I have seen spouses with small children, on the verge of a total marriage collapse, reach an agreement to move back together and implement a plan to work out their relationship and parenting issues. I have had a husband, tears in his eyes, shake my hand and tell me how wonderful our mediators were and how grateful he is for YCM.

I have witnessed members of a family business, on the verge of suing each other and tearing asunder their business and personal relationships, force an agreement allowing them to move forward after all. I have witnessed board members approach YCM to work on the relationship dynamics of an organization, in order to better serve the members of that organization.

All of this is done by 25 amazing, highly trained volunteers. These wonderful people go through 35 hours of basic mediation training approved by the state — at their own expense — because they care about our mission.

They appreciate and understand the power of mediation. Many specialize in areas that call for more training and education, such as elder issues, corporate facilitation, corporate conflict resolution and conflict coaching for individuals, and go on to get that training.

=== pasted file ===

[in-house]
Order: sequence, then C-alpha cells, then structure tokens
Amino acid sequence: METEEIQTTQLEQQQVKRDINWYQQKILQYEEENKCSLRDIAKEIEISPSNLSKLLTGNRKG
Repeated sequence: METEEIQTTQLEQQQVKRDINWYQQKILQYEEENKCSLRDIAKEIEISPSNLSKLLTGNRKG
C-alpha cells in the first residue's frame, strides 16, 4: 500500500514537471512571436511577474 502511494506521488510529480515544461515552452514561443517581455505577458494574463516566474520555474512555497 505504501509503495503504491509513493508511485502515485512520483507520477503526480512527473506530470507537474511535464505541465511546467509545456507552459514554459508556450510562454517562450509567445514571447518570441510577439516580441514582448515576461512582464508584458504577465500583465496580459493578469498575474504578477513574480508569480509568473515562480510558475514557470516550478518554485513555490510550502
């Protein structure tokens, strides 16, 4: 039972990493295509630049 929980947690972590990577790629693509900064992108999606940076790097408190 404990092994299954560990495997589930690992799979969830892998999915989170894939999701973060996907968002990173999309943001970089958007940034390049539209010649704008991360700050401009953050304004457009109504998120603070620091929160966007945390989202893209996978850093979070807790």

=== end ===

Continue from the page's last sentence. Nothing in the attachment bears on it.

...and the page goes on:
Looking ahead, YCM is working on a partnership program with local law enforcement agencies. It is convinced a referral system would help agencies improve commander-to-officer and officer-to-citizen relationships and streamline overall operations.

It is also bent on expanding its peer-to-peer mediation program, which trains students to arbitrate conflicts among their school peers before issues escalate to the point of getting out of hand. YCM is also aiming to expand mediation and mediation training programs designed to address conflict resolution in the business community, reducing EEOC claims, avoiding lawsuits and increasing productivity.

I couldn’t be more excited about the future of YCM and am proud to be part of it.

I can tell you, I couldn’t be happier that I didn’t roll my eyes and change the subject when first approached about mediation. Because I explored what it is and what it can do, my eyes were opened.

I hope this has helped open yours as well.